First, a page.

To ensure all women can age well, we must take on the blatant ageism and sexism that holds us all back.
A United Nations International Day of Older Persons panel focused on “The Resilience and Contributions of Older Women” stressed the importance of recognizing the vital contributions of older women.
For far too long older women have been invisible—have not been in the "room where it happens"—and the panel discussion illustrated it’s time to make a change.
By any measure you can think of, older women fare worse than men everywhere in the world. They face financial insecurity, do most of the unpaid caregiving and household work, don’t have equitable access to health care, and are denied fundamental rights and freedoms.
This week, I had the honor of moderating a panel at the United Nations International Day of Older Persons focused on “The Resilience and Contributions of Older Women.”
Given the struggles we see older women face every day in our work at the National Council on Aging, it’s important to elevate aging as a women’s issue and aging well as a social justice issue.
I would like to share a few highlights from our session that speak to the importance of recognizing the vital contributions of older women and ensuring the inclusion of their voices, perspectives, and needs in the design of policies, especially those responsive to local, national, and global trends and catastrophes.
Women's rights are human rights
During our discussion, Claudia Mahler, Independent Expert on the enjoyment of all human rights by older persons at the United Nations, pointed out that women face disadvantages in their access to jobs and the pension system. The gender pay gap, interrupted employment due to caregiving, and a higher prevalence of part-time and informal work all lead to low or no pensions. Women represent 65% of those who receive no pension. Caregiver credits would go a long way toward alleviating this deep disadvantage, but we also need to hear what older women have to say and value their substantial contributions.
Older women face a particular risk of vulnerability to climate impacts and have higher rates of mortality from extreme heat events, as Lorena Aguilar, Executive Director of the Kaschak Institute for Social Justice for Women and Girls at Binghamton University, explained. The window of opportunity to help those most impacted is small and closing. Climate change has affected more populations with less capacity to adapt, and gender inequalities hinder sustainable development.
Again, we must include older women’s voices in decisions on how to build resilience in the face of climate change.
Despite these challenges, older women have shown they are resilient and able to bounce back. But, as Alana Officer, Head of Demographic Change & Healthy Aging at the World Health Organization, said, we must stop expecting them to overcome obstacles because of gaps in policy and systems, because of lack of gender equity and, generally, being ignored. We need to build communities that are better places in which to grow older.
Dismantle the systems that force resilience
Older women bear the brunt of multiple forms of discrimination, from lack of access to pensions to inadequate health care that does not address all their needs. This while they live longer than men. They’re also at the crux of caregiving issues. They need both long-term care because of unaddressed health issues and their longevity, while also being affected by their caregiving responsibilities.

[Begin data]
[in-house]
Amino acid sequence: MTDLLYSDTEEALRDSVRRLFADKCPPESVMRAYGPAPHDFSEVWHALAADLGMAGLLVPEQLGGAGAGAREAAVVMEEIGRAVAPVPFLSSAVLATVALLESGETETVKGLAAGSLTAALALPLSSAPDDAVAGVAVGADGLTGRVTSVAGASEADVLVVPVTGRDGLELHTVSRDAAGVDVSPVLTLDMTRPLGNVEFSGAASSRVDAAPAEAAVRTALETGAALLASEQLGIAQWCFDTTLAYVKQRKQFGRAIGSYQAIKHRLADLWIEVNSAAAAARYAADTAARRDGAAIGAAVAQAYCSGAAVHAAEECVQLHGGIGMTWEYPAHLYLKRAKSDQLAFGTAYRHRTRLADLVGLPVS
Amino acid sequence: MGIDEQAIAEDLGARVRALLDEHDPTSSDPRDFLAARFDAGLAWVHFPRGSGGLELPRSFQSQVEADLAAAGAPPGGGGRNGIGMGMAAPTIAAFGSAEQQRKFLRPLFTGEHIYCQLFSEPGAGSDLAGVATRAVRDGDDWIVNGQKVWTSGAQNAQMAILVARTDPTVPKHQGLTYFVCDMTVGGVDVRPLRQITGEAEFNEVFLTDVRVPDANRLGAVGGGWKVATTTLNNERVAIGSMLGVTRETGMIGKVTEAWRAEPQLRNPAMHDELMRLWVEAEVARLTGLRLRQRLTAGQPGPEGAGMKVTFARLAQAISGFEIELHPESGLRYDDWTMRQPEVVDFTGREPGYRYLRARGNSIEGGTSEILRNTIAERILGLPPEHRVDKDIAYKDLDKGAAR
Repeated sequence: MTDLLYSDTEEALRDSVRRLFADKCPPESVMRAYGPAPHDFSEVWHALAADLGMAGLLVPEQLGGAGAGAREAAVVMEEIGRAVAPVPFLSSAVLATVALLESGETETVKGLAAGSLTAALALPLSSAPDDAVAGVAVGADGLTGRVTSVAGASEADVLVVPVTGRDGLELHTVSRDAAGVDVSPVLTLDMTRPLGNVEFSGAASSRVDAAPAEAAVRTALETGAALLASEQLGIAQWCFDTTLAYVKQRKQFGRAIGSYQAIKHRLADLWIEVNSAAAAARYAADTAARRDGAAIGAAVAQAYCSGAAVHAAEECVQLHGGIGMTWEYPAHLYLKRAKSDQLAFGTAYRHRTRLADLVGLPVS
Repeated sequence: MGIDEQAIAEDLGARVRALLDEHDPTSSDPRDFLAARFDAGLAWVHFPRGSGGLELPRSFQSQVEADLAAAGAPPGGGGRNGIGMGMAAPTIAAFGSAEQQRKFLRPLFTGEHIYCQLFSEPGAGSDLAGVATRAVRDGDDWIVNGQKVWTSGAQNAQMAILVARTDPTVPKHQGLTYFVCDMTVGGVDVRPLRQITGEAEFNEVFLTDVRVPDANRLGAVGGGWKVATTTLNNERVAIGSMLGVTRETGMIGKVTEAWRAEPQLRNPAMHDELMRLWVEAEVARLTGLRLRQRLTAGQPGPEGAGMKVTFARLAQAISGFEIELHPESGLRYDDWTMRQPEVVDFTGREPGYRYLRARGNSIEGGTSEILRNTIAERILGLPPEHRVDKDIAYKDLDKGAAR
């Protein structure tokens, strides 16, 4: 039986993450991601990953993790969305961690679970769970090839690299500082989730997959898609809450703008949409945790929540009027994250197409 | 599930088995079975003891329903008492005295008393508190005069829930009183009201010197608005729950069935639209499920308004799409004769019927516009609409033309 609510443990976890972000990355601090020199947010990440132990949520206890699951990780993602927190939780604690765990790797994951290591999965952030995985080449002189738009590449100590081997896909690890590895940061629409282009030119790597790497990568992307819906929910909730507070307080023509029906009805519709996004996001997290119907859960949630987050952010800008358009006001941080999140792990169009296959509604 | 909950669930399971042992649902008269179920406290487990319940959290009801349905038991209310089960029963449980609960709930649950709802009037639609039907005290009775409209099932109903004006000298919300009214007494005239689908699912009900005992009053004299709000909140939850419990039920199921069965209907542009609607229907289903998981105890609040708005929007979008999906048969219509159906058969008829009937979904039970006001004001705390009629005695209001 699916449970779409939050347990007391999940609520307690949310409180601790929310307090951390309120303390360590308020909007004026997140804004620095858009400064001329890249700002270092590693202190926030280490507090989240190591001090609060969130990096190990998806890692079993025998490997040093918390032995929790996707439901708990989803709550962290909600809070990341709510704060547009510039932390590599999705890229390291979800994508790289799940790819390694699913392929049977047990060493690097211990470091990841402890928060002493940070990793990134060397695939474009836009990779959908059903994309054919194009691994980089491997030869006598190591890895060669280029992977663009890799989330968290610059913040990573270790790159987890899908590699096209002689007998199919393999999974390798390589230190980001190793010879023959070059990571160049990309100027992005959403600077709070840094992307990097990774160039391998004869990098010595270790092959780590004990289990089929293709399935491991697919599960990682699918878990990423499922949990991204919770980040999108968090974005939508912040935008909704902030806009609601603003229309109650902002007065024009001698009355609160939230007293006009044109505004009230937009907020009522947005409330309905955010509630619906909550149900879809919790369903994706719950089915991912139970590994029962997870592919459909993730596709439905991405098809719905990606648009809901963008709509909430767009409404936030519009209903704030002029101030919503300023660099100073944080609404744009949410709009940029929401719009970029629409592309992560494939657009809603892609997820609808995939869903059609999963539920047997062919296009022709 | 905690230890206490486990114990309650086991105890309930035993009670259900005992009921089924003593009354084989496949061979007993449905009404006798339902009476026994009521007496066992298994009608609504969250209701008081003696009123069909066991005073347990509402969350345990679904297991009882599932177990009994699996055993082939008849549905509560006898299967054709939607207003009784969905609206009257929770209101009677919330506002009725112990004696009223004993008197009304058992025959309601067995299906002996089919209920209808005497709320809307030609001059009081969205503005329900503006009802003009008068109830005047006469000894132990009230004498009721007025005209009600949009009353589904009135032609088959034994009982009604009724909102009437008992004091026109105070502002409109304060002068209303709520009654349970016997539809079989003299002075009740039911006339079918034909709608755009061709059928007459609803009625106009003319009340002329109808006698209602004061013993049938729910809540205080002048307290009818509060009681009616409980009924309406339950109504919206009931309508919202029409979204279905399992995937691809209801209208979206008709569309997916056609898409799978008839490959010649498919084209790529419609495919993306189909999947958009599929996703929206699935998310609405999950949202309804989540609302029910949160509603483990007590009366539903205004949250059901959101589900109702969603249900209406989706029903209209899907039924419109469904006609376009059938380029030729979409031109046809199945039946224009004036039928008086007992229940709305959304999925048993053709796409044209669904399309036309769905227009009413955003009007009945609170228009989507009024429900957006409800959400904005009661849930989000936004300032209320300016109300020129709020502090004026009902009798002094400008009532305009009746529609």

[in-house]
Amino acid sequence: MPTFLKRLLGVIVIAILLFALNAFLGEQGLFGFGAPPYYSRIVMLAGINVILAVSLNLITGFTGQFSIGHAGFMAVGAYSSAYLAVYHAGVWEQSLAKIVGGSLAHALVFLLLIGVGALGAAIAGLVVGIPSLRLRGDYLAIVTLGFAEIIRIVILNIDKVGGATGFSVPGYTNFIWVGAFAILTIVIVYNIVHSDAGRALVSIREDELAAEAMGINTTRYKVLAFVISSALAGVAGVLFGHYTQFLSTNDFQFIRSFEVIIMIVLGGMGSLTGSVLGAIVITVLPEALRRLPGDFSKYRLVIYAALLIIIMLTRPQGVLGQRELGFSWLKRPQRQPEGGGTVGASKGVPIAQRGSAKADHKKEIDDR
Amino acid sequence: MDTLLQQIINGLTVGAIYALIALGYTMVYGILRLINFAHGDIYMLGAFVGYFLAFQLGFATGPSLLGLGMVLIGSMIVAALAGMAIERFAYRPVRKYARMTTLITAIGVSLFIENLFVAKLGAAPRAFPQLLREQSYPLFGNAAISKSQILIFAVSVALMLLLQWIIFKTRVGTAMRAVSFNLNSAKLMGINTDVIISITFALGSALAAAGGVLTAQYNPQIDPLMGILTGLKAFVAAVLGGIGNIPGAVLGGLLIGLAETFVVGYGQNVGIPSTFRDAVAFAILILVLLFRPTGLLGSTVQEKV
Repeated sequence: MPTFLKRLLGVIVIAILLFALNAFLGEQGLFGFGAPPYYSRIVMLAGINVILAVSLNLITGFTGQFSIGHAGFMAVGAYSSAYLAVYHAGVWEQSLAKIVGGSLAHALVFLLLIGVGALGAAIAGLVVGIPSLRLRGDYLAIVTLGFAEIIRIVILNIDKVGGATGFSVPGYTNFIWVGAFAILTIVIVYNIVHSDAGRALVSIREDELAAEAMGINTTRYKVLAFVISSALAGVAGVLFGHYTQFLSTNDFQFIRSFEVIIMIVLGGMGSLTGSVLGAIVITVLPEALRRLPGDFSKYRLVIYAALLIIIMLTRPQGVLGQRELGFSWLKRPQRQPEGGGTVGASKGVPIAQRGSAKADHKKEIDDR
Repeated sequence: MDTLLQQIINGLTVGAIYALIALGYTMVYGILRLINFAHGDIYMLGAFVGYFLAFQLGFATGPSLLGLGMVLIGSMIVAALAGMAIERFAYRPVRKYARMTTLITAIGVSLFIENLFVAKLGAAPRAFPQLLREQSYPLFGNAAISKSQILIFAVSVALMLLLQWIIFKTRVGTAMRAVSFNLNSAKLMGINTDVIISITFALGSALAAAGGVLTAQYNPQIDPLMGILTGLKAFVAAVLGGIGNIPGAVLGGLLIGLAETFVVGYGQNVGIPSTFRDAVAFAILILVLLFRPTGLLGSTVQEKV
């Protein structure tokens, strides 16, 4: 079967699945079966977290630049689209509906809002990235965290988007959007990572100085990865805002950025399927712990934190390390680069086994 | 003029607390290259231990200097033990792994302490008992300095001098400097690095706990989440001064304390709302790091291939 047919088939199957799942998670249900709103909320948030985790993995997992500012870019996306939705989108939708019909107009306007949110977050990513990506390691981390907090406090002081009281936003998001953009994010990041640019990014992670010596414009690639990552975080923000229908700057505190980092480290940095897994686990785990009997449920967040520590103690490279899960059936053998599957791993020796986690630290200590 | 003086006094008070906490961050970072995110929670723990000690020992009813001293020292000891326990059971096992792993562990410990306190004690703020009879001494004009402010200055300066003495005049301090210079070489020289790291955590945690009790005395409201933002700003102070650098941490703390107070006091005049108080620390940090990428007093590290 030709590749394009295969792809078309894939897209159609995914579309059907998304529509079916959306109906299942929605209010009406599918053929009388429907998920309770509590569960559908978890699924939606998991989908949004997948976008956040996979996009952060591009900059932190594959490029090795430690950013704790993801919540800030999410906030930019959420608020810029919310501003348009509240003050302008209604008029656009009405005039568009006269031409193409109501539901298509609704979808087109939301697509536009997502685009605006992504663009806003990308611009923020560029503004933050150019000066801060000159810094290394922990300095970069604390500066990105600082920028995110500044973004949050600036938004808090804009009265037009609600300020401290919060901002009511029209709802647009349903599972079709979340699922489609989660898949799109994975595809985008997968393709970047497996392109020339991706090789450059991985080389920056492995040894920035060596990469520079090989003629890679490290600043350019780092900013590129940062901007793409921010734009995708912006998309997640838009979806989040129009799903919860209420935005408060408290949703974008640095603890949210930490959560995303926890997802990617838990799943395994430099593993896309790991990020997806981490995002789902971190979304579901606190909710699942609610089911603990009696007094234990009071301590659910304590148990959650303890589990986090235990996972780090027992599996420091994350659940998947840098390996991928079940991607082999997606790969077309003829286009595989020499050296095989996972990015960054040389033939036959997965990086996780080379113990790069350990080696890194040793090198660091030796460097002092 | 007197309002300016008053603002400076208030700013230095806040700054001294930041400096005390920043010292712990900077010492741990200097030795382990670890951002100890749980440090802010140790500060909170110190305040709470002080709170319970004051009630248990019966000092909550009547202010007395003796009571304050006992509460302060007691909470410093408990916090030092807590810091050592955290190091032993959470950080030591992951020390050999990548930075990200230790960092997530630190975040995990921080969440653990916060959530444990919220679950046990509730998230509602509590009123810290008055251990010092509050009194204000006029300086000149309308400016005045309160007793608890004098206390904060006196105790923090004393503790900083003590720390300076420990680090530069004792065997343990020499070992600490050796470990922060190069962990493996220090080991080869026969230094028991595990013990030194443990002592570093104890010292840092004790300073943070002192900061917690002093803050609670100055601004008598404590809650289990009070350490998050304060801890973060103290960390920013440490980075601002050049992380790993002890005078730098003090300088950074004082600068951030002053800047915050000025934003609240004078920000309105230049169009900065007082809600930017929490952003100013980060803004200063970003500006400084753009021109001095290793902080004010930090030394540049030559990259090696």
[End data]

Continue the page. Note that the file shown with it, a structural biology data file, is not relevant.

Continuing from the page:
For the regional perspective, Bilquis Tahira, Executive Director of the Shirakat Partnership for Development in Pakistan, delved into how the International Monetary Fund's agenda based on privatization, deregulation, curtailing subsidies, and limiting social sector spending harmed women’s economic prospects. While IMF was supposed to reduce poverty, the gap between the rich and the poor has widened. How are women supposed to thrive in such a context, especially those in poor households? That’s why we need an economic theory that is gender-just and poor-friendly.
Carole Osero-Ageng'o, Global Initiatives Lead with the Africa Region at HelpAge International, rounded out the conversation with sobering examples of violence, neglect, and abuse.
Among the horrific examples shared were stories of women with dementia suggested to be witches in certain countries in Africa and stoned, showing the need for education on health issues.
She also shared that rates of elder abuse are expected to increase, translating to serious health, financial, and social consequences to older persons and their communities. Resilience does not defeat repression. Carole poignantly suggested we need to dismantle the very systems that force older women to be resilient in the first place.
Calling for an International Convention on the Rights of Older Persons
As the panelists so aptly highlighted these critical issues, I renew my call for a legally binding International Convention on the Rights of Older Persons to ensure all can age with dignity. A dedicated human rights framework for older adults in the form of a Convention would go a long way in ensuring meaningful participation of all older adults and, in particular, older women. For far too long older women have been invisible, have not been in the "room where it happens," and the panel discussion illustrated it’s time to make a change.
At the National Council on Aging, we believe aging well should be a right, not a privilege. To ensure all women can age well, we must take on the blatant ageism and sexism that holds us all back. It’s time to put older women at the center, not the sidelines, of policy development. Our grandmothers deserve better. Our mothers deserve better. Our daughters deserve better. We all do.